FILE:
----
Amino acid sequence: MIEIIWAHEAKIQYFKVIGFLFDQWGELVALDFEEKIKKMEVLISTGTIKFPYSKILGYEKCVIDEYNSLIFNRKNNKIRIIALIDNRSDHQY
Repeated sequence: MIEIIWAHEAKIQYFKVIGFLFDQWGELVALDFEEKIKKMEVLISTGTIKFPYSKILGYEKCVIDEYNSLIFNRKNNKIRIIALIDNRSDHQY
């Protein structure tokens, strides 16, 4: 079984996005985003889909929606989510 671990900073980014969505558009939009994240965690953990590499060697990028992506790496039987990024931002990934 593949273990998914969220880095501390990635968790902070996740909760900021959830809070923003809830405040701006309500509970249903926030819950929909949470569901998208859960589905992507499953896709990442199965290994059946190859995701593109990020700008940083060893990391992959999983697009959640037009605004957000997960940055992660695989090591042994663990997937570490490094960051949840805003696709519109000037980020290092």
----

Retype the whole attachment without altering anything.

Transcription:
Amino acid sequence: MIEIIWAHEAKIQYFKVIGFLFDQWGELVALDFEEKIKKMEVLISTGTIKFPYSKILGYEKCVIDEYNSLIFNRKNNKIRIIALIDNRSDHQY
Repeated sequence: MIEIIWAHEAKIQYFKVIGFLFDQWGELVALDFEEKIKKMEVLISTGTIKFPYSKILGYEKCVIDEYNSLIFNRKNNKIRIIALIDNRSDHQY
């Protein structure tokens, strides 16, 4: 079984996005985003889909929606989510 671990900073980014969505558009939009994240965690953990590499060697990028992506790496039987990024931002990934 593949273990998914969220880095501390990635968790902070996740909760900021959830809070923003809830405040701006309500509970249903926030819950929909949470569901998208859960589905992507499953896709990442199965290994059946190859995701593109990020700008940083060893990391992959999983697009959640037009605004957000997960940055992660695989090591042994663990997937570490490094960051949840805003696709519109000037980020290092």